By Michael H. Margolin
In Act II of “Memphis,” Bryan Fenkart takes center stage. As Huey, the white disk jockey in Memphis in the ’50s who brought black music to radio and subsequently black dancers and singers to television, he sings the soulful, slam-dunk “Memphis Lives in Me.” It hits the sweet spot and is one of many high spots in a show that has not one lackluster moment.
Fenkart, who has the unlikeliest name for a Broadway leading man, is one of the most authentic talents to pass through our town in a road tour musical in many a moon. Looking a bit like a geeky Josh Charles (Will Gardner in “The Good Wife”), he delivers character rather than charm, intensity rather than glitz. He moves and sings like nobody else, and the show is worth seeing just for him.
There are, however, tons of reasons to see this show. It won four Tonys in 2010 – for Best Musical, Best Original Score (David Bryan and Joe DiPietro), Best Book (also DiPietro) and Best Orchestrations (Bryan and Daryl Waters).
The proof is right up there on the Fisher Theatre stage.
Other New York awards included Outstanding Choreography by Sergio Trujillo and My Own Award for costumes by Paul Tazewell – organic, retro and calling attention to the cast, not the designer. (Felicia Boswell’s second act onstage costume change is like a great moment on “Project Runway.”)
Put it all together and it adds up to musical comedy of a kind that has seemed to be overcome on Broadway by English imports and musical adaptations of simplistic novels for teenage girls. This show is chock full of dancers and singers that pump enough oxygen into the house to carry astronauts to the moon – careful, you might get high without knowing it.
Based on the life of the late Dewey Phillips, thought by many musical historians to be the person most responsible for integrating radio in Memphis between 1948 and 1958 by playing the music of black and Caucasian musicians, the show pairs his fictional counterpart, Huey, with Felicia , a black singer he “discovers,” loves, then loses to fame as he sinks into relative obscurity. (No, it is not a mawkish re-run of “A Star is Born.”) Felicia is captured in splendiferous voice by the eponymous Felicia Boswell, who would win any “American Idol” hands down.
The supporting cast is remarkably fresh, as if it were the first night of the tour, rather than many months on the road. Horace V. Rogers, William Parry, Rhett George and Will Mann exude energy with finesse and remarkable vocals. The dancers are particularly wonderful in Trujillo’s choreography, which has wit and stays very far away from Broadway dance cliche. The direction by Christopher Ashley is also free of cliche, showing enormous savvy in putting the action in all the right places. The several scenes of Huey’s television show onstage and simultaneously on a large screen in black and white are, in one of today’s overused praise words, awesome.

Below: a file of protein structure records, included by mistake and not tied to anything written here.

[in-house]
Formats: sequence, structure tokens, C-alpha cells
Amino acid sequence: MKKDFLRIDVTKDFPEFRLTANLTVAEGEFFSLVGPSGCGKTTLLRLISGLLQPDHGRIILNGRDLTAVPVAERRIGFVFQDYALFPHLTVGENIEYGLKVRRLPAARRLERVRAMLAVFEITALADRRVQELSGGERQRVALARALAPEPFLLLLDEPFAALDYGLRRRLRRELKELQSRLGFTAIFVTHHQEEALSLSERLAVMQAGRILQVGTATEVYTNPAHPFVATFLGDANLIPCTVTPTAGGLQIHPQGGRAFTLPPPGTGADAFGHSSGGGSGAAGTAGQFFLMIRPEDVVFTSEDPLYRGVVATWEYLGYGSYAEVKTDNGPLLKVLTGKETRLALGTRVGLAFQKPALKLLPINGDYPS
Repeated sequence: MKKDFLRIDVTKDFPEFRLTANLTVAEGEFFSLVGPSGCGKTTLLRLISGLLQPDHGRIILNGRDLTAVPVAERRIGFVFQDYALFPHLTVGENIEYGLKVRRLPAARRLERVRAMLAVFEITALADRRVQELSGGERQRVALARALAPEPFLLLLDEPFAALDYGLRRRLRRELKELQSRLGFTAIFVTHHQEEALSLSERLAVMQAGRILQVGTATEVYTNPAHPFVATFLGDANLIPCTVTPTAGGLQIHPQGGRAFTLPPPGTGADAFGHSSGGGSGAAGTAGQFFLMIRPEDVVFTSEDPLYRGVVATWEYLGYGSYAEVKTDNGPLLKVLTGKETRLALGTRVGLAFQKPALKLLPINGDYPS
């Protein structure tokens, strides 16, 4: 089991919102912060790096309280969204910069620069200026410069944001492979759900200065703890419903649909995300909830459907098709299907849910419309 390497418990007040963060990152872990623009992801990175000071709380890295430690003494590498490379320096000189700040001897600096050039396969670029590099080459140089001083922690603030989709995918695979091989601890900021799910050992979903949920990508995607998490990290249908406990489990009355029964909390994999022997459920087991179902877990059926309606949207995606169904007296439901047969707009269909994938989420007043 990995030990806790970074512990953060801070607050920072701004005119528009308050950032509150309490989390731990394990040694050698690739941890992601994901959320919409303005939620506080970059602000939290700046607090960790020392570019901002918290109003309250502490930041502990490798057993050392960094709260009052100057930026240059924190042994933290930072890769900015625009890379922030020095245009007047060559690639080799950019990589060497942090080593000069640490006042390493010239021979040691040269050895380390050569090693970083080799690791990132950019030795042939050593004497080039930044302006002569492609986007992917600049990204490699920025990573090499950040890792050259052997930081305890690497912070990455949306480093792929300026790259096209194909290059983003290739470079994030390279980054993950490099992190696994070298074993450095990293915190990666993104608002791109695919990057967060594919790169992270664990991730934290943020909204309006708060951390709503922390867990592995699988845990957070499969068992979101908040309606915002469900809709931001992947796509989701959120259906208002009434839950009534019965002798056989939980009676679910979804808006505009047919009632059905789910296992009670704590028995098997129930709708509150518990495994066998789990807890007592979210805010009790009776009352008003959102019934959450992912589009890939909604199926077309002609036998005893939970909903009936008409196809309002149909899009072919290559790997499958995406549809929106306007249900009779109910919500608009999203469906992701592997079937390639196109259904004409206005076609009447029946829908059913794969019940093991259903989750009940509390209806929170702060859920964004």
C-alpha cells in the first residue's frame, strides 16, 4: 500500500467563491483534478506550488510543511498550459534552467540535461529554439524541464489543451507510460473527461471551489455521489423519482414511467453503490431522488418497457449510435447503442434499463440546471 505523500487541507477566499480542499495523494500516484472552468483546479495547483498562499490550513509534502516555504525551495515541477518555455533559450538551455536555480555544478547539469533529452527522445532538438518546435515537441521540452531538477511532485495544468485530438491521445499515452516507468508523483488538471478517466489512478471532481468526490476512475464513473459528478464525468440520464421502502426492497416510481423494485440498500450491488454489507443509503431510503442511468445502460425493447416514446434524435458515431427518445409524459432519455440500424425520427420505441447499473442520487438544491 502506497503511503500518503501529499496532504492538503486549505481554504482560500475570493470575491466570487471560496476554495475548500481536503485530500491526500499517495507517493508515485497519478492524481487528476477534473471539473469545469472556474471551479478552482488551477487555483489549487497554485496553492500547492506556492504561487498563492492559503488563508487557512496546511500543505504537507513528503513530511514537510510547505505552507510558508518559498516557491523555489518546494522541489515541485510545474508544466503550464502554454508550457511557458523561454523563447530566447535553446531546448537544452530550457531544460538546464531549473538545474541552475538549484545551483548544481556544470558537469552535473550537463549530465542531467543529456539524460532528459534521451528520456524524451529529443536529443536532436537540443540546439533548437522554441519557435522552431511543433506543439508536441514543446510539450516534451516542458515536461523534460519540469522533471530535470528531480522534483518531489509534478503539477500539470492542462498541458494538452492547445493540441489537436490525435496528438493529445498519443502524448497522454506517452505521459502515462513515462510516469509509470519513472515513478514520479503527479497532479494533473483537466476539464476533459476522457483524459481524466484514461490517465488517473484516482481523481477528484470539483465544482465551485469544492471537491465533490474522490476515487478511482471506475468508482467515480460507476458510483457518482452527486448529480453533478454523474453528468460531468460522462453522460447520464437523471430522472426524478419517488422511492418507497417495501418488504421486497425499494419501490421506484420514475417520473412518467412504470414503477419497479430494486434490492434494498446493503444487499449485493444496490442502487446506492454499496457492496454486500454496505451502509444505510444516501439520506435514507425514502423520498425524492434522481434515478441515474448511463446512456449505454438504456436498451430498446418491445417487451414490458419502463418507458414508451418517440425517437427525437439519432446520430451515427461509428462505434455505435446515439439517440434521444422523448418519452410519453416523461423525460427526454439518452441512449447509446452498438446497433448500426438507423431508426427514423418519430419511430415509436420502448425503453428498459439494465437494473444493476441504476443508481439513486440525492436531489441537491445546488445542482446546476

A special word about Julie Johnson, who plays Huey’s mama, a.k.a. Gladys. In Act I she is a frumpy nag who earns her laughs honestly; in Act II she is Huey’s successful mother, who has listened to gospel in a Memphis church, and in the magnificent “Change Don’t Come Easy,” she demonstrates that struggle with her glorious soprano, moving into gospel riffs with a high note or two to blow our heads up. Wow!
Okay: Since I grew up listening to rhythm and blues and dancing the dirty chicken in Judy Gotthelf’s basement, sweating and deep into teen depravity, I have to issue a couple of codicils to the above. The music is not really authentic to the time, and nobody really dressed that way; guys wore Levis and gals wore pegged skirts and tight sweaters. Though based on certain facts about the integration of radio, it does not document what it preaches, while, dramatically, making the point about racism in our fair country. So I have had my moment of critical “truth” and I can say, in all honesty, it’s a damn fine show.
Fisher Theatre, 3011 W. Grand Blvd., Detroit. Tuesday-Sunday through April 21. 2 hours 35 minutes. $34-89. 313-872-1000. http://www.BroadwayinDetroit.com